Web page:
Imagine this: one of your employees gets an odd email from an unfamiliar address. They open the email, read its contents, click on a link or attachment, and identify it as innocuous spam that snuck through your company’s filters. Suddenly, their browser crashes unexpectedly. The employee remarks that this is odd, but when they can easily reopen the browser and resume their business, they go through their day without much of a second thought.
Fast forward 12, 24, or 36 hours—maybe even weeks or months. You’re getting ready for bed. You set down your book on your nightstand or close Facebook when your phone rings with a call from a member of your IT team. Your worst fears have come true: you’ve been hacked. Every single byte of your company’s data, from your financial records to employee chat histories, has been hijacked and locked out of your reach. Not a single employee can get any work done and your operations have stopped entirely. Your whole company has been effectively frozen in its tracks.
Then, you get a note from the hackers. If you don’t pay a significant ransom, in all possibility tailored to drain your financial resources because they have access to your financial records, then you won’t be given the encryption key to get your data back. That is, you’ll stay paralyzed. And to top it all off, the hackers threaten to leak your confidential data on the dark web piece by piece if you don’t pay. What do you do?
It’s not an exaggeration to say that this is a nightmare scenario for every 21st century company, although it’s more than just a nightmare; for many, this is a disastrous reality. In May, a ransomware attack on Colonial Pipeline led to gasoline shortages on the east coast. Last month, similar attacks on JBS, a meat packing company, have led to fears of food supply interruptions.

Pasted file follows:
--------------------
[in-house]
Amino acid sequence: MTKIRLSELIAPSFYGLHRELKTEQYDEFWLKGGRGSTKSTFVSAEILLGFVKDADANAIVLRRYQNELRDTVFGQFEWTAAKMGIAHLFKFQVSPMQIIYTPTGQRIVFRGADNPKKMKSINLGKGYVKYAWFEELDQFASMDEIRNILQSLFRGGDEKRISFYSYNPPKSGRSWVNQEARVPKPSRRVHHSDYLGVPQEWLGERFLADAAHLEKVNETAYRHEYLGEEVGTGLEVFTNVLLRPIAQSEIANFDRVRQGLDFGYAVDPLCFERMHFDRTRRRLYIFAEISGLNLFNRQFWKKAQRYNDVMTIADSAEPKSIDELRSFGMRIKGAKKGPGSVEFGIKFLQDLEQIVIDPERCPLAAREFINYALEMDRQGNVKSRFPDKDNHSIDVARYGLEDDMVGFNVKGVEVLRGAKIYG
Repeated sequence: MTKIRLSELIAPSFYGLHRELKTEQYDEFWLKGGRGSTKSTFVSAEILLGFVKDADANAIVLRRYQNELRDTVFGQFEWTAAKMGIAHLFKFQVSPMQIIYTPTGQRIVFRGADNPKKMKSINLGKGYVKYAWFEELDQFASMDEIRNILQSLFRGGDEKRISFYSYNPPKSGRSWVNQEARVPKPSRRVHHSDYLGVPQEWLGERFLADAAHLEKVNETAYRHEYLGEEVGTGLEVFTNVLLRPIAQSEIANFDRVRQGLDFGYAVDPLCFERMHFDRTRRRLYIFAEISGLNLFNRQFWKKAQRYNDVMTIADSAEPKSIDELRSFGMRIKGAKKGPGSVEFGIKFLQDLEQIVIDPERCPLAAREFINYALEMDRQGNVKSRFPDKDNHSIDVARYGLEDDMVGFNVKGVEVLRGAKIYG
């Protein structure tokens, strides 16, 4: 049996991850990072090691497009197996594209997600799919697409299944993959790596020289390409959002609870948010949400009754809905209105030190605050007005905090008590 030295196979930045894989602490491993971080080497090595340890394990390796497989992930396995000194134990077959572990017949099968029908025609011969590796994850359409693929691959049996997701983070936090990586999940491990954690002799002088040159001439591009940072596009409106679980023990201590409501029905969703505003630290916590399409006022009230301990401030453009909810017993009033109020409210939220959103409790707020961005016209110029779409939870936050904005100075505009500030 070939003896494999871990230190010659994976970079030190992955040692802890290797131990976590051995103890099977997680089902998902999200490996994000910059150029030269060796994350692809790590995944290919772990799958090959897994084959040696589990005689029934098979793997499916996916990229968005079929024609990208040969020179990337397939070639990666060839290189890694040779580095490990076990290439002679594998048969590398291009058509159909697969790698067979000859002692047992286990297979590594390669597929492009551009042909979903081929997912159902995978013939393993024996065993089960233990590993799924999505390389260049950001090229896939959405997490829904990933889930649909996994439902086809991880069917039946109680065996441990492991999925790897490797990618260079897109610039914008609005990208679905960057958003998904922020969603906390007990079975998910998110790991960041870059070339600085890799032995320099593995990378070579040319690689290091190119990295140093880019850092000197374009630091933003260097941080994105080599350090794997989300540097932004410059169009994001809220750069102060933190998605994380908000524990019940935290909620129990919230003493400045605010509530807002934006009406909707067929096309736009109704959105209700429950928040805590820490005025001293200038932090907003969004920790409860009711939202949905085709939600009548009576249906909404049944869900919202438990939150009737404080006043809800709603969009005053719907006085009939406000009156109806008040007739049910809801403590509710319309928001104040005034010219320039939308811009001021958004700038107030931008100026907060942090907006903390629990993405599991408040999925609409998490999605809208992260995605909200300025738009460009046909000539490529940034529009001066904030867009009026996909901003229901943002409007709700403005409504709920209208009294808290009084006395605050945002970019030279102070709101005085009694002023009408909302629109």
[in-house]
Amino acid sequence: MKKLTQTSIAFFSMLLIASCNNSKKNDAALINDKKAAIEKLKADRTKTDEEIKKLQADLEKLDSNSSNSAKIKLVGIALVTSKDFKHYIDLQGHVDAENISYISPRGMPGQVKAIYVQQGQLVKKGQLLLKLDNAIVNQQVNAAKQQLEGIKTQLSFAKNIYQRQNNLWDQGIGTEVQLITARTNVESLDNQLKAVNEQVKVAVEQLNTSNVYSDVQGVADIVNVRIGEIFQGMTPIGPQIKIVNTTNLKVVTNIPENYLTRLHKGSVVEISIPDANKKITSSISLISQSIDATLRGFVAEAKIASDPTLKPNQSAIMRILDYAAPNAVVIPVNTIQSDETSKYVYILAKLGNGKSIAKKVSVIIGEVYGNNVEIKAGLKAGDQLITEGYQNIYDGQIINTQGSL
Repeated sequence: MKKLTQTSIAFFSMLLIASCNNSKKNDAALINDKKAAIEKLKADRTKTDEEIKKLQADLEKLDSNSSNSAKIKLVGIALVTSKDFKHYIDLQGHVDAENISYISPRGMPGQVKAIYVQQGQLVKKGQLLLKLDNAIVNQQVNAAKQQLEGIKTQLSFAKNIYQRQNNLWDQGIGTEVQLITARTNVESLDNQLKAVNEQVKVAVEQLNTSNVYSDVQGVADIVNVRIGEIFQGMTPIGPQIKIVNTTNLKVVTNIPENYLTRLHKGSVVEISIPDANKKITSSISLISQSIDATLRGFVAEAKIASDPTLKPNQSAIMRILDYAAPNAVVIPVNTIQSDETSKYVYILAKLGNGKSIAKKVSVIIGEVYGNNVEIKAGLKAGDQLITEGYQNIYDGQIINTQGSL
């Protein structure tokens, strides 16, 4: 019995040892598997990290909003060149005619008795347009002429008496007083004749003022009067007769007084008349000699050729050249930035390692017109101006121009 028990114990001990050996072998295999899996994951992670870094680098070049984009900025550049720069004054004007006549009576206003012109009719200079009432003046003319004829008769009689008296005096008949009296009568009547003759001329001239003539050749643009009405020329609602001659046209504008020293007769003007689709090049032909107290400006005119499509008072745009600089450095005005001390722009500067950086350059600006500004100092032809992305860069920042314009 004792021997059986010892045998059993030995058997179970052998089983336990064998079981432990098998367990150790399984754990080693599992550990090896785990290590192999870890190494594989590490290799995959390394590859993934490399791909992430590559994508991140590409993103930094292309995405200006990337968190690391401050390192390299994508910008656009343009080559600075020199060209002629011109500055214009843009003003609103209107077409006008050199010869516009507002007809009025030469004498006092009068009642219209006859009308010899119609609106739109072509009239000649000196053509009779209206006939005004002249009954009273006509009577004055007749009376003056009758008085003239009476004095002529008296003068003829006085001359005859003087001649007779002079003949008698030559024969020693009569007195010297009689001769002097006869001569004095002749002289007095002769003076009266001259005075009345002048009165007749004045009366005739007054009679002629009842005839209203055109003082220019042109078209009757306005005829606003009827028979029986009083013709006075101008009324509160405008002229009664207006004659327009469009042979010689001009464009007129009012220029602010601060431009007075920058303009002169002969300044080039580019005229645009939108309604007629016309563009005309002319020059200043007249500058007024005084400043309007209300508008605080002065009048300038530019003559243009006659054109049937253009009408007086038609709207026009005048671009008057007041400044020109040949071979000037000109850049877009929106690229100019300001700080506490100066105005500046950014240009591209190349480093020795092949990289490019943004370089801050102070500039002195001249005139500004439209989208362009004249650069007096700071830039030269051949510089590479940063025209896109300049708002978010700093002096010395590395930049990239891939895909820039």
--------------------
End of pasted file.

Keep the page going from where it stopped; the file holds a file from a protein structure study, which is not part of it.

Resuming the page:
Unfortunately, if it gets to the point where a criminal group has hijacked your data, there’s not much you can do. You can hope your backups are recent and can be efficiently restored, although this assumes you have backups and still can take weeks depending on the company. Alternatively, you can pay the ransom against the FBI's recommendations, although in many cases this is the only option unless you're willing to start entirely from scratch. So, the logical question becomes: “How can my company prevent this from happening in the first place?”
This is where Gray Leaf Technology Consultants (GLC) can help by working with you to proactively generate an individualized Disaster Recovery (DR) Plan. A DR plan is a living document that prepares you for the unknown. It provides peace of mind because you will know that you have taken measures to protect your organization. The DR plan outlines your company’s IT assets, explores your susceptibility to particular risks, and assigns responsibilities to your employees to help mitigate those risks before the attack happens. It is useful for more than just cyber-attacks, too—DR plans account for everything from natural disasters to electrical fires and the actions of disgruntled employees.
The greatest beauty of a disaster recovery plan is that it’s preemptive. Its purpose is to analyze your company’s security infrastructure, identify any weak points, and supply steps to fix them before bad actors cripple your operations. In this sense, Gray Leaf wants to help keep such negative instances as those outlined above from affecting your business.
We leverage decades of experience in IT, cybersecurity, and disaster management from developers who have worked for such entities as the United States Coast Guard, Cigna, and the Federal Emergency Management Agency (FEMA) and countless small and medium sized businesses and non-profits. As such, there is no one more prepared to work with you in keeping your company assets safe.